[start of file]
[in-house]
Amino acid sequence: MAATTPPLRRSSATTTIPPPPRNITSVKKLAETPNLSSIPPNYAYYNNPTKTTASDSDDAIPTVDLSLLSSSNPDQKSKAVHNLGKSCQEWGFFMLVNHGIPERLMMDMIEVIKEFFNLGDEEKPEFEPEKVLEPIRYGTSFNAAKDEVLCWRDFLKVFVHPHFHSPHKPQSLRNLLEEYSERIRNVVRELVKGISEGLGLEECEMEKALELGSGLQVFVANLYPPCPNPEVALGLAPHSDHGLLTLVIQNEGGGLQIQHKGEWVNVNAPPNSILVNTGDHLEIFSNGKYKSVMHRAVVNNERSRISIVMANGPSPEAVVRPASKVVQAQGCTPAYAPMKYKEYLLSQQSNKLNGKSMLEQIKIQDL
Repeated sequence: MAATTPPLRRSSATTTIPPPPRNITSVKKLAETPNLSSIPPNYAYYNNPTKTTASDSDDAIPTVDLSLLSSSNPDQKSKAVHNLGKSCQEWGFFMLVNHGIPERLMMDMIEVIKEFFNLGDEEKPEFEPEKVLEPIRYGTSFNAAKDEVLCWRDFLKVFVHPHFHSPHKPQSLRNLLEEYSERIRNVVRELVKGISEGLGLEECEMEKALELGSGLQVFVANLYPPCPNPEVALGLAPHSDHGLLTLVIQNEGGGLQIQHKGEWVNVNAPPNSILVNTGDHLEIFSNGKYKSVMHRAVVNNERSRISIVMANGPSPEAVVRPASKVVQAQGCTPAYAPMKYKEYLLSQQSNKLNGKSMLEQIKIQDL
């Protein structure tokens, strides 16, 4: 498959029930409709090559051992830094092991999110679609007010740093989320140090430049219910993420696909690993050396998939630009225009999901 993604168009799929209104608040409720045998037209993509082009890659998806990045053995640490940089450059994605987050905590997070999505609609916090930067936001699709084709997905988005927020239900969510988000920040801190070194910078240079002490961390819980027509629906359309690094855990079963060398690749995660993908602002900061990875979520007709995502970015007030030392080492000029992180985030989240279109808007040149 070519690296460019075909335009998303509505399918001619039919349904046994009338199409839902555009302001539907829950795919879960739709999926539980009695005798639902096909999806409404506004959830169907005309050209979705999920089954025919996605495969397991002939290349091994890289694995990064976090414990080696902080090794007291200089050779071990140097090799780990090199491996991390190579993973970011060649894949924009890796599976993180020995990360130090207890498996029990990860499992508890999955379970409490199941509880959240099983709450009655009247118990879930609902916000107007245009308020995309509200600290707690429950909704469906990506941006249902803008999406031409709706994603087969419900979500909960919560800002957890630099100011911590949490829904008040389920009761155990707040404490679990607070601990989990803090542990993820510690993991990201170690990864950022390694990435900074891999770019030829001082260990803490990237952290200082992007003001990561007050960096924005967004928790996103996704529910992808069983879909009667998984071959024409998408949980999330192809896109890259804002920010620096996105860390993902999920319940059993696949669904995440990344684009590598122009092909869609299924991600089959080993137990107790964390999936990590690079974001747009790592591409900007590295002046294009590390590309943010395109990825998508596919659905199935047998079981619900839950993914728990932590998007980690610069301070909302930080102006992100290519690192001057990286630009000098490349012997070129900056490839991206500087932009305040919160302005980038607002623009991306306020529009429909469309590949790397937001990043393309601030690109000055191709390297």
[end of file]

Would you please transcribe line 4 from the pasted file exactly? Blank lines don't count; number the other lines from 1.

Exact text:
């Protein structure tokens, strides 16, 4: 498959029930409709090559051992830094092991999110679609007010740093989320140090430049219910993420696909690993050396998939630009225009999901 993604168009799929209104608040409720045998037209993509082009890659998806990045053995640490940089450059994605987050905590997070999505609609916090930067936001699709084709997905988005927020239900969510988000920040801190070194910078240079002490961390819980027509629906359309690094855990079963060398690749995660993908602002900061990875979520007709995502970015007030030392080492000029992180985030989240279109808007040149 070519690296460019075909335009998303509505399918001619039919349904046994009338199409839902555009302001539907829950795919879960739709999926539980009695005798639902096909999806409404506004959830169907005309050209979705999920089954025919996605495969397991002939290349091994890289694995990064976090414990080696902080090794007291200089050779071990140097090799780990090199491996991390190579993973970011060649894949924009890796599976993180020995990360130090207890498996029990990860499992508890999955379970409490199941509880959240099983709450009655009247118990879930609902916000107007245009308020995309509200600290707690429950909704469906990506941006249902803008999406031409709706994603087969419900979500909960919560800002957890630099100011911590949490829904008040389920009761155990707040404490679990607070601990989990803090542990993820510690993991990201170690990864950022390694990435900074891999770019030829001082260990803490990237952290200082992007003001990561007050960096924005967004928790996103996704529910992808069983879909009667998984071959024409998408949980999330192809896109890259804002920010620096996105860390993902999920319940059993696949669904995440990344684009590598122009092909869609299924991600089959080993137990107790964390999936990590690079974001747009790592591409900007590295002046294009590390590309943010395109990825998508596919659905199935047998079981619900839950993914728990932590998007980690610069301070909302930080102006992100290519690192001057990286630009000098490349012997070129900056490839991206500087932009305040919160302005980038607002623009991306306020529009429909469309590949790397937001990043393309601030690109000055191709390297």